Sand Flea literally leaps tall buildings in a single bound

The hidden abilities of this robot that is no larger than a dinner plate are quite impressive. It doesn’t let an obstacle like a building get in its way. The Sand Flea, like its namesake, posses a remarkable jumping ability. When it encounters a tall obstruction two levers incline the front of the robot and it launches itself up to thirty feet in the air. In the case of a one-story build this means it will end up on the roof, and it’ll do so much quicker and more reliably than any wall climber we’ve seen.

It’s being developed for the US Army by Boston Dynamics, and this isn’t the first time we’ve seen the concept. But the video after the break gives a much better look than the grainy twenty-second clip from last year. Of course they’re not giving up too many details so we have to guess a bit. We’d wager the launching mechanism is a solenoid, but at about eleven pounds you need a lot of juice to get that much of a jump. We suppose it’s also possible that there’s an explosive system like the butane combustion used in a framing nailer. The video summary mentions that there’s a stabilization system to keep the body oriented during flight. That’s got to be a gyroscope. Let us know what you think in the comments.

[Thanks BetaLyte]

Comments

  1. Dave says:

    It looks like it’s something that needs to be recharged. I dont see a single shot that shows 2 launches, even though they could have shown that up on the roof. I’m guessing precharged, compressed air.

  2. Garret says:

    I love the solid ‘pop’ it makes as it rockets itself towards the gods

  3. chrisallick says:

    That is incredible!

  4. Michael says:

    It looks like some motor is used to wind a strong spring, that is then suddenly released

  5. Ben says:

    I see four perfectly good gyroscopes on it right now. It should be able to keep itself oriented during flight just by applying the right acceleration to the proper wheels.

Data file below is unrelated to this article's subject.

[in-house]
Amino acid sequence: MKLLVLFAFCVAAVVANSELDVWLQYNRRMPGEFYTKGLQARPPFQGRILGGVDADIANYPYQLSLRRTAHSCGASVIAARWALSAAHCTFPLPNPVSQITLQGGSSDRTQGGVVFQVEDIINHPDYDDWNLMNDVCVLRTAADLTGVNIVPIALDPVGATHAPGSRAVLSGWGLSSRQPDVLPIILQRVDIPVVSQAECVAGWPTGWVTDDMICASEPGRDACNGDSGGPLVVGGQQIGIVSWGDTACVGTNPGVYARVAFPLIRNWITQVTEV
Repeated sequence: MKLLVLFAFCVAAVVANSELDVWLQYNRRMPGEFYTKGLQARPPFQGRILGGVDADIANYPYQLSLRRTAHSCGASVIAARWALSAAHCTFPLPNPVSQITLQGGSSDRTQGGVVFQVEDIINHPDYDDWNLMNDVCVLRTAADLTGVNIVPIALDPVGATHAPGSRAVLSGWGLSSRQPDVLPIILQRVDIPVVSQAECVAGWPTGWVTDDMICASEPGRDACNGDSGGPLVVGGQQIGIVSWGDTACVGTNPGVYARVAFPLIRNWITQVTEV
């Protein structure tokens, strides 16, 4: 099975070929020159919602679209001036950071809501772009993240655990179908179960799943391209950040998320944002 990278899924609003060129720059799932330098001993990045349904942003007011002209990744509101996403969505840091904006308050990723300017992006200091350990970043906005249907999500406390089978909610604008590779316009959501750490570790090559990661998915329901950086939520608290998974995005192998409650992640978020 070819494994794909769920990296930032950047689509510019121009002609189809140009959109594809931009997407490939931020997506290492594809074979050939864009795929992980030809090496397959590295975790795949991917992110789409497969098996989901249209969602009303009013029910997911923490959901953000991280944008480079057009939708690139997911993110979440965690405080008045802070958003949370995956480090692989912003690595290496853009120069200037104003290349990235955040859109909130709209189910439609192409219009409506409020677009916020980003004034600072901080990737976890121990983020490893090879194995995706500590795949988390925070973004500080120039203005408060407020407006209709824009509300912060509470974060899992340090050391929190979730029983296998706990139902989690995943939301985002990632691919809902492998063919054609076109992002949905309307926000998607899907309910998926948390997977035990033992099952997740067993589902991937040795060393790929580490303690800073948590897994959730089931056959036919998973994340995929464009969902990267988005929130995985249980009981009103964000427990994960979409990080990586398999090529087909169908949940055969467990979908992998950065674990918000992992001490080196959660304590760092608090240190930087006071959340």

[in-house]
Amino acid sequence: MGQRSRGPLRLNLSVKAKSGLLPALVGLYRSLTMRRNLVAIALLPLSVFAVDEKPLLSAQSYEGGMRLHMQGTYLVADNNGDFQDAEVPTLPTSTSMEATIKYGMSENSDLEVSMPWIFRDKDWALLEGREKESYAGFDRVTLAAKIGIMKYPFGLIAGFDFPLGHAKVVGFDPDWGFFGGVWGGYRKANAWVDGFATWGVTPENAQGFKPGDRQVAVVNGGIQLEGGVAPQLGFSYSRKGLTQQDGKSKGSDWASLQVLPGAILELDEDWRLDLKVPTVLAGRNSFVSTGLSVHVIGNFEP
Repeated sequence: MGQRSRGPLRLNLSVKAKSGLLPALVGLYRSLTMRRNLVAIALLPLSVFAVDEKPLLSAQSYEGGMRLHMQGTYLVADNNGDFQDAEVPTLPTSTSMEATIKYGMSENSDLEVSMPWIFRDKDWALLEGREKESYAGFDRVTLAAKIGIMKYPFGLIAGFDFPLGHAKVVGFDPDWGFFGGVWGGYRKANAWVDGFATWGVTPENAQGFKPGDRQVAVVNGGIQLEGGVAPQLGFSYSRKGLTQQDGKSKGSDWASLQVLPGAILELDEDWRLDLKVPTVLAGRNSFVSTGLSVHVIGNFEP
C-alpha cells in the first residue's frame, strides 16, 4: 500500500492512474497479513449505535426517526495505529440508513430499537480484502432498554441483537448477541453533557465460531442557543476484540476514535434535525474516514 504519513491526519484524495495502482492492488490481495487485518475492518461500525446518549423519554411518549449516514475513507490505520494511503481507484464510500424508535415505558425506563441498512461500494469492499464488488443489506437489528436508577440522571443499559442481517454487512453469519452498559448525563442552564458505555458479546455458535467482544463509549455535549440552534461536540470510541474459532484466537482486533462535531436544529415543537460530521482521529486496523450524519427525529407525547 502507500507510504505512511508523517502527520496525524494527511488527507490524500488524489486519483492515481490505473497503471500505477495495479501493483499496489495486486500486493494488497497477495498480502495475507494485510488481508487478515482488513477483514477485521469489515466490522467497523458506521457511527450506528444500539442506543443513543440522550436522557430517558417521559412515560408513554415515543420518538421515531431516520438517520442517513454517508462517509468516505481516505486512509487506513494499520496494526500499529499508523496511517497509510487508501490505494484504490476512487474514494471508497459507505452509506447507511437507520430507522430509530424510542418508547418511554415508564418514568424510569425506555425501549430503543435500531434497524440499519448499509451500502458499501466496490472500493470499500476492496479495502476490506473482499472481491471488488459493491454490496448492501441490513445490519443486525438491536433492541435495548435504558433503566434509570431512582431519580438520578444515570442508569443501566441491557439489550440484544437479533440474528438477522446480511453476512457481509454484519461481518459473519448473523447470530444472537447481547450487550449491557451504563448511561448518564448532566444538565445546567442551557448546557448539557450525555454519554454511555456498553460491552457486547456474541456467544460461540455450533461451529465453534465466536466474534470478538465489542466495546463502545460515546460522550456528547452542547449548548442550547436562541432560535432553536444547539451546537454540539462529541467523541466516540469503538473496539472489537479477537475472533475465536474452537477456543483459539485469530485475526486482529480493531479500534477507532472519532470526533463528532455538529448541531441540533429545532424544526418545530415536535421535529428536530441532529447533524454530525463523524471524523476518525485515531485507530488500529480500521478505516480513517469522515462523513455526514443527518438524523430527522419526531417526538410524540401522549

6. smoketester says:

    I’ll go with a butane powered launch system as well. I’d bet they are using the spinning of the wheels to control flight attitude much like a motorcycle jumper corrects in mid-flight with his throttle.

  7. perhof says:

    Datasheet doesn’t reveal much more about the propulsion but it says:
    Battery: Rechargeable Li-polymer
    Jump Actuator: disposable fuel cartridge
    Endurance: 2 hours, 25 hops

  8. EmptySet35 says:
    • smoketester says:

      Thanks for the link. 25 jumps per CO2 charge is impressive. The need for stable orientation for video during the jump seems to be one objective being met as well. Could fend them off though with a gas powered leaf blower :)

      • Whatnot says:

        Seeing they develop this stuff for the military I would expect the operational version would have some equipment on it, sensors? Camera? Or explosives even, and would be heavier and would not make 25 jumps.
        I wonder if a heavier one could be made to jump equally high come to think of it.

  9. Kuy says:

    It’s a carbon dioxide-powered pneumatic piston, according to IEEE Spectrum. 25 launches before the gas needs to be refilled.

  10. EmptySet35 says:
  11. phizz says:

    So it’s just plain old compressed gas? It seems that you could get far more launches from a combustion system. I’m reminded of that weird Tippmann paintball gun that was able to 25,000 shots from a 16oz propane tank by burning it, where an equivalent volume of CO2 might last 500-800 or so.

    Also, Soviet diesel boots:

  12. Dino says:

    I soooo have to build one of these!

  13. roboman2444 says:

    would love to see a view from a camera mounted on the robot…

  14. naturetm says: